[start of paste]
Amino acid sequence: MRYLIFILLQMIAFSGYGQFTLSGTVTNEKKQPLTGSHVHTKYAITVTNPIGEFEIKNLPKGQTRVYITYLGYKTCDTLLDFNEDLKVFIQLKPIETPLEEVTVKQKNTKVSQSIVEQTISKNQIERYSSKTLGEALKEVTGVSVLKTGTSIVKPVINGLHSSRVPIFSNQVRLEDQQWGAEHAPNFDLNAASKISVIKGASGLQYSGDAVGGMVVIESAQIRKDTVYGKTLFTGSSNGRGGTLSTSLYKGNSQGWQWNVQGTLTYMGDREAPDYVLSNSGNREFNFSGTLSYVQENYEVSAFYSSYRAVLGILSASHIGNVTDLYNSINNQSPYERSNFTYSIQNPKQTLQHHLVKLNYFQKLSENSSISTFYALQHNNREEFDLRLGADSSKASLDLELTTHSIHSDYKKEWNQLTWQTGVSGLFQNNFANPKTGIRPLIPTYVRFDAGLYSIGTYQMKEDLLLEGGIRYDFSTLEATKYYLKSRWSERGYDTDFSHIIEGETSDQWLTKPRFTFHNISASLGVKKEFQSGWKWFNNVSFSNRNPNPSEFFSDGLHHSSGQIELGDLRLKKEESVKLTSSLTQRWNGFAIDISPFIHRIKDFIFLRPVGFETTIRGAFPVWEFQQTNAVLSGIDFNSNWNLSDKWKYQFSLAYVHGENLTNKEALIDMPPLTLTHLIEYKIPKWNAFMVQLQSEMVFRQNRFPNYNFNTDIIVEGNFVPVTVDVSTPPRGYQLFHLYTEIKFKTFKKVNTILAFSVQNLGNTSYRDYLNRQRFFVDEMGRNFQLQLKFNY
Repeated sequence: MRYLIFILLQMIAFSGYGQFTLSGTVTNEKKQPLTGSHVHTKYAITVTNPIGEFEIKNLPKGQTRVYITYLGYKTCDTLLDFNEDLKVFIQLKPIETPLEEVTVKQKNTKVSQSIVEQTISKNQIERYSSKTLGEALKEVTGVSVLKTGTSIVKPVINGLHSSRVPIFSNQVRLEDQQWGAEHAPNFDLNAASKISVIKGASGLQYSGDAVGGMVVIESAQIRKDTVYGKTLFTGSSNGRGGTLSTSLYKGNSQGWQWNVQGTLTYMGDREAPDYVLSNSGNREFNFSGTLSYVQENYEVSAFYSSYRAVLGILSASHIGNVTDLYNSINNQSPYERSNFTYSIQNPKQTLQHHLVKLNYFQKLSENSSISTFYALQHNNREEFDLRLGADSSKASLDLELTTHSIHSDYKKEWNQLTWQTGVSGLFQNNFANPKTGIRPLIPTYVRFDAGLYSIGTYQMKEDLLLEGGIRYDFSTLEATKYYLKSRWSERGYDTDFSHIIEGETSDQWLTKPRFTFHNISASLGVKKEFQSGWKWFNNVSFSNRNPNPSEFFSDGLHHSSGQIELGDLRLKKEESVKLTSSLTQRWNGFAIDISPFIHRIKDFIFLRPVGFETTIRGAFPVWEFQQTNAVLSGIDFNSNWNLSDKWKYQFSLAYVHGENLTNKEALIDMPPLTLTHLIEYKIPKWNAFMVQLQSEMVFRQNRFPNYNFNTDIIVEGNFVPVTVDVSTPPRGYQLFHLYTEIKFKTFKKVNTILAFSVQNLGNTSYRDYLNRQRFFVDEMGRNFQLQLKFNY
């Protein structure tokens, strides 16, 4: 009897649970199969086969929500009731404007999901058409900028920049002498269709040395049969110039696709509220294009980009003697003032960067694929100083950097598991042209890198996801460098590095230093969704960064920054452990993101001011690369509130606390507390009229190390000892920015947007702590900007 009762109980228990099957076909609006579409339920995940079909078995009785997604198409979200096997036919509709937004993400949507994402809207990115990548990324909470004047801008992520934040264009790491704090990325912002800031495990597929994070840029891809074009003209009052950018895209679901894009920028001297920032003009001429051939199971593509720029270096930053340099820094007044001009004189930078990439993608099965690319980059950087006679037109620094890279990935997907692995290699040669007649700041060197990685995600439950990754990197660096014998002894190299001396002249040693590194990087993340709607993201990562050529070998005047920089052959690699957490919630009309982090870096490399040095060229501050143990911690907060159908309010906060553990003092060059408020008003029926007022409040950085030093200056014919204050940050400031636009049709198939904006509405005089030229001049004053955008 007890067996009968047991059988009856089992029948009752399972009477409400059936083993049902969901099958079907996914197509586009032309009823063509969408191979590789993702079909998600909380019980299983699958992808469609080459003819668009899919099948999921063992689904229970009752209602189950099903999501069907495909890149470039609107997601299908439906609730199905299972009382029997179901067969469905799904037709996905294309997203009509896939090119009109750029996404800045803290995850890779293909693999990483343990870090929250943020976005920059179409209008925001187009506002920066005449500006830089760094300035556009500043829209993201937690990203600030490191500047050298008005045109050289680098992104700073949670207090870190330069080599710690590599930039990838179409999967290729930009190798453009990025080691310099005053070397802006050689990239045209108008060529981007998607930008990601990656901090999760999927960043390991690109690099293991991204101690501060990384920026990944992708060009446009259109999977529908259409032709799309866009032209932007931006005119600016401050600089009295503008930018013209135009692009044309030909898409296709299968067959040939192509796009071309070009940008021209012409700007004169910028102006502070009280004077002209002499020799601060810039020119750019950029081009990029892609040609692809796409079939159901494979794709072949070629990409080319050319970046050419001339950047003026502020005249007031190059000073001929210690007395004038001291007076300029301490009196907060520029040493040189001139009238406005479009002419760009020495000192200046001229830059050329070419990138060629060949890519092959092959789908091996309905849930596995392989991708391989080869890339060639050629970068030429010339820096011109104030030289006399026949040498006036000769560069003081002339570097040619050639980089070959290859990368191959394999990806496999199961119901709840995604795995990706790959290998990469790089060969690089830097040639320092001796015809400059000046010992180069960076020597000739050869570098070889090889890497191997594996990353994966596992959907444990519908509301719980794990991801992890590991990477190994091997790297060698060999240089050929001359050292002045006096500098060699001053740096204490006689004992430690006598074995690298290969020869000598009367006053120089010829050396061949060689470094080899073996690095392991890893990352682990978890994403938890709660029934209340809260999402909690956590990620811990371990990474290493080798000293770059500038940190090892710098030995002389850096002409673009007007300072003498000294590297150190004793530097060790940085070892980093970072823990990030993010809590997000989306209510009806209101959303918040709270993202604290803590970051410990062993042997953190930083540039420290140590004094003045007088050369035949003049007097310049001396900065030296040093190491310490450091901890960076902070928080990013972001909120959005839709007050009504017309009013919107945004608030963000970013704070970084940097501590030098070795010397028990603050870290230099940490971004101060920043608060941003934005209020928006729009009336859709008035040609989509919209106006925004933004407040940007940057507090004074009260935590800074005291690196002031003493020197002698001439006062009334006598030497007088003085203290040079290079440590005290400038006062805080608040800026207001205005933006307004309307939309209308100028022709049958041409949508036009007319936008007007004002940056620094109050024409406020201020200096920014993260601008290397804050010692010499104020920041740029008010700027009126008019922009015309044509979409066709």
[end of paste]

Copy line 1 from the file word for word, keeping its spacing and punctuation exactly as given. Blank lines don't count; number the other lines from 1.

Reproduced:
Amino acid sequence: MRYLIFILLQMIAFSGYGQFTLSGTVTNEKKQPLTGSHVHTKYAITVTNPIGEFEIKNLPKGQTRVYITYLGYKTCDTLLDFNEDLKVFIQLKPIETPLEEVTVKQKNTKVSQSIVEQTISKNQIERYSSKTLGEALKEVTGVSVLKTGTSIVKPVINGLHSSRVPIFSNQVRLEDQQWGAEHAPNFDLNAASKISVIKGASGLQYSGDAVGGMVVIESAQIRKDTVYGKTLFTGSSNGRGGTLSTSLYKGNSQGWQWNVQGTLTYMGDREAPDYVLSNSGNREFNFSGTLSYVQENYEVSAFYSSYRAVLGILSASHIGNVTDLYNSINNQSPYERSNFTYSIQNPKQTLQHHLVKLNYFQKLSENSSISTFYALQHNNREEFDLRLGADSSKASLDLELTTHSIHSDYKKEWNQLTWQTGVSGLFQNNFANPKTGIRPLIPTYVRFDAGLYSIGTYQMKEDLLLEGGIRYDFSTLEATKYYLKSRWSERGYDTDFSHIIEGETSDQWLTKPRFTFHNISASLGVKKEFQSGWKWFNNVSFSNRNPNPSEFFSDGLHHSSGQIELGDLRLKKEESVKLTSSLTQRWNGFAIDISPFIHRIKDFIFLRPVGFETTIRGAFPVWEFQQTNAVLSGIDFNSNWNLSDKWKYQFSLAYVHGENLTNKEALIDMPPLTLTHLIEYKIPKWNAFMVQLQSEMVFRQNRFPNYNFNTDIIVEGNFVPVTVDVSTPPRGYQLFHLYTEIKFKTFKKVNTILAFSVQNLGNTSYRDYLNRQRFFVDEMGRNFQLQLKFNY